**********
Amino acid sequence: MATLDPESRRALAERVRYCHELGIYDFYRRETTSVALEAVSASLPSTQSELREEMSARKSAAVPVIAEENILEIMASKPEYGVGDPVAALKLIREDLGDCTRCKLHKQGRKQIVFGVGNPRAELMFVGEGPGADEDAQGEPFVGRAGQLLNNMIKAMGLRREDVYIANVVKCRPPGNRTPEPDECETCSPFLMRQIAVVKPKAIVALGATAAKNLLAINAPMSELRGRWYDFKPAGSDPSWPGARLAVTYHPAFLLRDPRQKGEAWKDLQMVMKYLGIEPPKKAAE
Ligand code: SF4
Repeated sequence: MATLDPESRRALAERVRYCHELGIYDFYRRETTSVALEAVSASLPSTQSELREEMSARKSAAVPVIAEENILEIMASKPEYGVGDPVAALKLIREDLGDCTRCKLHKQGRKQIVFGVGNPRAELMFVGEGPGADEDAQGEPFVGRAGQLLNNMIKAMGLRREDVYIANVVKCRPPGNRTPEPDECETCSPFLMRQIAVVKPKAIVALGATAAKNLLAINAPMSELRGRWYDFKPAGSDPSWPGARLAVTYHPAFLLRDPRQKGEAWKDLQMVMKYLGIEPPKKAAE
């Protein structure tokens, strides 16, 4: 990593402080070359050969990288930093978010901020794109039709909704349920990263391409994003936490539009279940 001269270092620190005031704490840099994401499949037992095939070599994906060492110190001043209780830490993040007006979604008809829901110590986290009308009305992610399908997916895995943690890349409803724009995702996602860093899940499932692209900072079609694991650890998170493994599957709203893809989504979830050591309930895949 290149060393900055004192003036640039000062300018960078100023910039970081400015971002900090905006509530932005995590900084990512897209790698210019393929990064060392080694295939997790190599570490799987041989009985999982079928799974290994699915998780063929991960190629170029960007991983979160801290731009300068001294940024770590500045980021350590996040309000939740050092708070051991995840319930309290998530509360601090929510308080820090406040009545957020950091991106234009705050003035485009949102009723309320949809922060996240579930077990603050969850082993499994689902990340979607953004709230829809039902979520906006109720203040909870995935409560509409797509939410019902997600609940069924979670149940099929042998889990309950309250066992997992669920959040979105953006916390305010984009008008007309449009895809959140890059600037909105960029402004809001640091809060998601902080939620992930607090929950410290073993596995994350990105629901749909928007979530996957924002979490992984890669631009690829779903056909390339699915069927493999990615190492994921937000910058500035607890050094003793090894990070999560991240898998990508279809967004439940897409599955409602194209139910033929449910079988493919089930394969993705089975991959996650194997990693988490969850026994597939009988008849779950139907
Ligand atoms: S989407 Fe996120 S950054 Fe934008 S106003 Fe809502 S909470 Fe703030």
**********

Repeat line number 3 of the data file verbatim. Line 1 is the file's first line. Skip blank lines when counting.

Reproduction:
Repeated sequence: MATLDPESRRALAERVRYCHELGIYDFYRRETTSVALEAVSASLPSTQSELREEMSARKSAAVPVIAEENILEIMASKPEYGVGDPVAALKLIREDLGDCTRCKLHKQGRKQIVFGVGNPRAELMFVGEGPGADEDAQGEPFVGRAGQLLNNMIKAMGLRREDVYIANVVKCRPPGNRTPEPDECETCSPFLMRQIAVVKPKAIVALGATAAKNLLAINAPMSELRGRWYDFKPAGSDPSWPGARLAVTYHPAFLLRDPRQKGEAWKDLQMVMKYLGIEPPKKAAE